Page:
Jakob von Moltke, PhD

Immunotherapies that take the brakes off the immune response and direct cytotoxic T lymphocytes (CTLs) to hunt down tumors have revolutionized cancer treatment in the last decade. Stories of patients who are cured by immunotherapy even after exhausting all other treatment options are increasingly common – but unfortunately, only a minority of patients achieve such remarkable benefits. Now, two pressing challenges are to understand why immunotherapy fails in non-responders and to develop new or modified therapies that achieve durable remission for these patients as well.

Yi Yin, PhD

Dr. Yin is using newly developed state-of-the-art single cell sequencing technology to examine how DNA repair mechanisms go awry and contribute to cancer initiation and progression, as well as response to chemotherapy. Cancer cells usually have characteristic loss-of-heterozygosity, copy number variation and other types of genome rearrangements.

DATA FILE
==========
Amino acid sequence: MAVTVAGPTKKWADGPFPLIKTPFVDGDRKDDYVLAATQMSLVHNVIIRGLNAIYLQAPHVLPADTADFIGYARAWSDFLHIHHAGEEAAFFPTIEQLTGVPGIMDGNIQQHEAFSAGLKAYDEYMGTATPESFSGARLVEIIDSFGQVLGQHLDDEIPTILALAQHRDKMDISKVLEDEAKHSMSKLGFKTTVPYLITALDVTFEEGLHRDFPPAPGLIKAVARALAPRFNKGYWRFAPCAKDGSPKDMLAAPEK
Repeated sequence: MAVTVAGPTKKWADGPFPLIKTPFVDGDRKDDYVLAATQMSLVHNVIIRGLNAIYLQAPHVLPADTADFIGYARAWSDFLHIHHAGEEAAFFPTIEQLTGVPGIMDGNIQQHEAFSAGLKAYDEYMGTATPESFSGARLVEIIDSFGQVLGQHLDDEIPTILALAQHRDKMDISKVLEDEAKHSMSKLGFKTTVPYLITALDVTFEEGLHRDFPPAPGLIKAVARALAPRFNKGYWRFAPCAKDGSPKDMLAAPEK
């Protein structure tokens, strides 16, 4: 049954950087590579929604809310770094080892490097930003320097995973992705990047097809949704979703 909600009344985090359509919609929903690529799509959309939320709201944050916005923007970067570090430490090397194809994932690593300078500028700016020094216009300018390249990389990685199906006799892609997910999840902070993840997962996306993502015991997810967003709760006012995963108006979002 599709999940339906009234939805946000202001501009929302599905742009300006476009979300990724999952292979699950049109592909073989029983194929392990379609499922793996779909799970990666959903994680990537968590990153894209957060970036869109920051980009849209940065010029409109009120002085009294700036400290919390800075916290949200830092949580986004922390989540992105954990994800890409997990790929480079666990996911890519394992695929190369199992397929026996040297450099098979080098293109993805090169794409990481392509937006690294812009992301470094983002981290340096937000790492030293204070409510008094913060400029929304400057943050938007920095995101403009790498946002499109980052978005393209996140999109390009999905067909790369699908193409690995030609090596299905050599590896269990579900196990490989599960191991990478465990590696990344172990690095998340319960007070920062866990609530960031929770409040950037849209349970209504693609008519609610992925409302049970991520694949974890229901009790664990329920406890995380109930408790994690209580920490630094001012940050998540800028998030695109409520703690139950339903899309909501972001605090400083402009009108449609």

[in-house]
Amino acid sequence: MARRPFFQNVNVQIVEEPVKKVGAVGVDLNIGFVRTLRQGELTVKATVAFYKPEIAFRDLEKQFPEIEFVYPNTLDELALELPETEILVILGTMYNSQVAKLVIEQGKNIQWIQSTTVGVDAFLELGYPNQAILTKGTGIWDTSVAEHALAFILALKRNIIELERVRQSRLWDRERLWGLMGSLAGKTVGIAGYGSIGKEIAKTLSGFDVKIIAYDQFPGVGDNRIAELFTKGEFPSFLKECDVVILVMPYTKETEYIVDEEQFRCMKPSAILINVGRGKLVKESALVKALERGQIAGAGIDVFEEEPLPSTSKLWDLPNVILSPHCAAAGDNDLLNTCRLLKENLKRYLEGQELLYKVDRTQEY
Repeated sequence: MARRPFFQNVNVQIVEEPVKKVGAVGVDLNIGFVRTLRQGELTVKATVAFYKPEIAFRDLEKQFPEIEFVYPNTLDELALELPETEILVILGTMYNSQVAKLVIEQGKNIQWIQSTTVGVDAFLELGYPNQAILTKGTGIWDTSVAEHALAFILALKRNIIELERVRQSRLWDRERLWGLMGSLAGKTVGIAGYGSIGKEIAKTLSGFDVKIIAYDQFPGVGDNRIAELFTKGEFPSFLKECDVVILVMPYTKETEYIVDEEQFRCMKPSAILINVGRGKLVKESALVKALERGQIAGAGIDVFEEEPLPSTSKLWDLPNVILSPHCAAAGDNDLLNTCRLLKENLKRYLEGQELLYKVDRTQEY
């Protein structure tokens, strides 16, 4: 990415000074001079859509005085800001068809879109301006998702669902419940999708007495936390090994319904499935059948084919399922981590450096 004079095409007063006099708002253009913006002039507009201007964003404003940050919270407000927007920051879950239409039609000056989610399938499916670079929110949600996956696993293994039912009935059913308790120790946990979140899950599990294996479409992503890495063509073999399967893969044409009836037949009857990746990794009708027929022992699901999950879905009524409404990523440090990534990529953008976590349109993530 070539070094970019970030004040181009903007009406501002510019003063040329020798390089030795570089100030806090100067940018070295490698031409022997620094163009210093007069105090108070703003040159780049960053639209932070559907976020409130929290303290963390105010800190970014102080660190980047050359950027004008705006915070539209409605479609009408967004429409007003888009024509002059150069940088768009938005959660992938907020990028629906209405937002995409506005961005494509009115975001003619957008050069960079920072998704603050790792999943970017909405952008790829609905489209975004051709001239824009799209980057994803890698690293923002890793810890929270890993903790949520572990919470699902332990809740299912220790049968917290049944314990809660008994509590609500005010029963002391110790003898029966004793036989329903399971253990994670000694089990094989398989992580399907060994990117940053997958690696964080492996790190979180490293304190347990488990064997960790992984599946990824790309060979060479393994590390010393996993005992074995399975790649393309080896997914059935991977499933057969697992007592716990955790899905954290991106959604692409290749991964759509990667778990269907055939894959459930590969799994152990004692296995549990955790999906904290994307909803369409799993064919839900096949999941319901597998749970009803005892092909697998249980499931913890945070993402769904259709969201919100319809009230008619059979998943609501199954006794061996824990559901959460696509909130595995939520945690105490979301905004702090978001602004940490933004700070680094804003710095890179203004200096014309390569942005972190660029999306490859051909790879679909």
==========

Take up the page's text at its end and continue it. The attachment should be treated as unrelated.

Brian H. Shirts, MD, PhD

Clinical testing for inherited cancer risk often leads to identification of rare genetic variants, but it is uncertain if these variants affect cancer risk. This uncertainty is difficult for cancer patients who want to know the best way to prevent future cancers in themselves and their families.